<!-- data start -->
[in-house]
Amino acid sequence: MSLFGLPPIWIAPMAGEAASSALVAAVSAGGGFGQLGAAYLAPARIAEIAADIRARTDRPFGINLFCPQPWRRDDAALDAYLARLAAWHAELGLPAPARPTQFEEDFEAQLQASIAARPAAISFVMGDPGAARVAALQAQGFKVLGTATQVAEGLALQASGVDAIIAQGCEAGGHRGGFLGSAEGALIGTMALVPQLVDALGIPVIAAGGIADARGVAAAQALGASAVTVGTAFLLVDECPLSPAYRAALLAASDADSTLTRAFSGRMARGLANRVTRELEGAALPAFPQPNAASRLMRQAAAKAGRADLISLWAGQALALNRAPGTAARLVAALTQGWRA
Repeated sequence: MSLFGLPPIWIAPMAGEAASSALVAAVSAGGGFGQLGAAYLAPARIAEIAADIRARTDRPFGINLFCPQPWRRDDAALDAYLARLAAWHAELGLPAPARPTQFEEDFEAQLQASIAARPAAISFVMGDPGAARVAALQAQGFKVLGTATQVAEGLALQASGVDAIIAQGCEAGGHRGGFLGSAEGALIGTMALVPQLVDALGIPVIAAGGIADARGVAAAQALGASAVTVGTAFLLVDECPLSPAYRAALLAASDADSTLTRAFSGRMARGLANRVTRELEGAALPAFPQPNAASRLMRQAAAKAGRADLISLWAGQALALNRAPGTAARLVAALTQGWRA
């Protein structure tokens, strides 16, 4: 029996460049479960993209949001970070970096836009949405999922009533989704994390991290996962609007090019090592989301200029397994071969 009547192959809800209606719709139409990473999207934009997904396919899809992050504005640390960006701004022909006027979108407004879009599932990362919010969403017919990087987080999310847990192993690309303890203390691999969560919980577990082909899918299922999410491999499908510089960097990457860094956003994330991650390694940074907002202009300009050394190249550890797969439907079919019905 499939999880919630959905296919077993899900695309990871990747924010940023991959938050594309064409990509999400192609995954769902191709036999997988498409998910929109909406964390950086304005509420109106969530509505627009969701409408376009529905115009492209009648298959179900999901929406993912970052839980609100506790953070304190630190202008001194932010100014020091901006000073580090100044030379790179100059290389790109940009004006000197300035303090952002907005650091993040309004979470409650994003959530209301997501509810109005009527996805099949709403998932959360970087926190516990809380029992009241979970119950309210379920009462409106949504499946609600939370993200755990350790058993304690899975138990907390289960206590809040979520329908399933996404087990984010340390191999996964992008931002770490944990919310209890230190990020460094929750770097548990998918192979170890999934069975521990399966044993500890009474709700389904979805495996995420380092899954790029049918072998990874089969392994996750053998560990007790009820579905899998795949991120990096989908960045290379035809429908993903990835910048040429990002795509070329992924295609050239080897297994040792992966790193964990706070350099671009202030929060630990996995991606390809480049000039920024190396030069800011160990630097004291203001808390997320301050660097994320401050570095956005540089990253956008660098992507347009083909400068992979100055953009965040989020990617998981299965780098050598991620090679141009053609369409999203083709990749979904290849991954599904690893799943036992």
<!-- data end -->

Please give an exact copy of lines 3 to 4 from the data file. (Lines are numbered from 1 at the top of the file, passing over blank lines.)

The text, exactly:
Repeated sequence: MSLFGLPPIWIAPMAGEAASSALVAAVSAGGGFGQLGAAYLAPARIAEIAADIRARTDRPFGINLFCPQPWRRDDAALDAYLARLAAWHAELGLPAPARPTQFEEDFEAQLQASIAARPAAISFVMGDPGAARVAALQAQGFKVLGTATQVAEGLALQASGVDAIIAQGCEAGGHRGGFLGSAEGALIGTMALVPQLVDALGIPVIAAGGIADARGVAAAQALGASAVTVGTAFLLVDECPLSPAYRAALLAASDADSTLTRAFSGRMARGLANRVTRELEGAALPAFPQPNAASRLMRQAAAKAGRADLISLWAGQALALNRAPGTAARLVAALTQGWRA
């Protein structure tokens, strides 16, 4: 029996460049479960993209949001970070970096836009949405999922009533989704994390991290996962609007090019090592989301200029397994071969 009547192959809800209606719709139409990473999207934009997904396919899809992050504005640390960006701004022909006027979108407004879009599932990362919010969403017919990087987080999310847990192993690309303890203390691999969560919980577990082909899918299922999410491999499908510089960097990457860094956003994330991650390694940074907002202009300009050394190249550890797969439907079919019905 499939999880919630959905296919077993899900695309990871990747924010940023991959938050594309064409990509999400192609995954769902191709036999997988498409998910929109909406964390950086304005509420109106969530509505627009969701409408376009529905115009492209009648298959179900999901929406993912970052839980609100506790953070304190630190202008001194932010100014020091901006000073580090100044030379790179100059290389790109940009004006000197300035303090952002907005650091993040309004979470409650994003959530209301997501509810109005009527996805099949709403998932959360970087926190516990809380029992009241979970119950309210379920009462409106949504499946609600939370993200755990350790058993304690899975138990907390289960206590809040979520329908399933996404087990984010340390191999996964992008931002770490944990919310209890230190990020460094929750770097548990998918192979170890999934069975521990399966044993500890009474709700389904979805495996995420380092899954790029049918072998990874089969392994996750053998560990007790009820579905899998795949991120990096989908960045290379035809429908993903990835910048040429990002795509070329992924295609050239080897297994040792992966790193964990706070350099671009202030929060630990996995991606390809480049000039920024190396030069800011160990630097004291203001808390997320301050660097994320401050570095956005540089990253956008660098992507347009083909400068992979100055953009965040989020990617998981299965780098050598991620090679141009053609369409999203083709990749979904290849991954599904690893799943036992």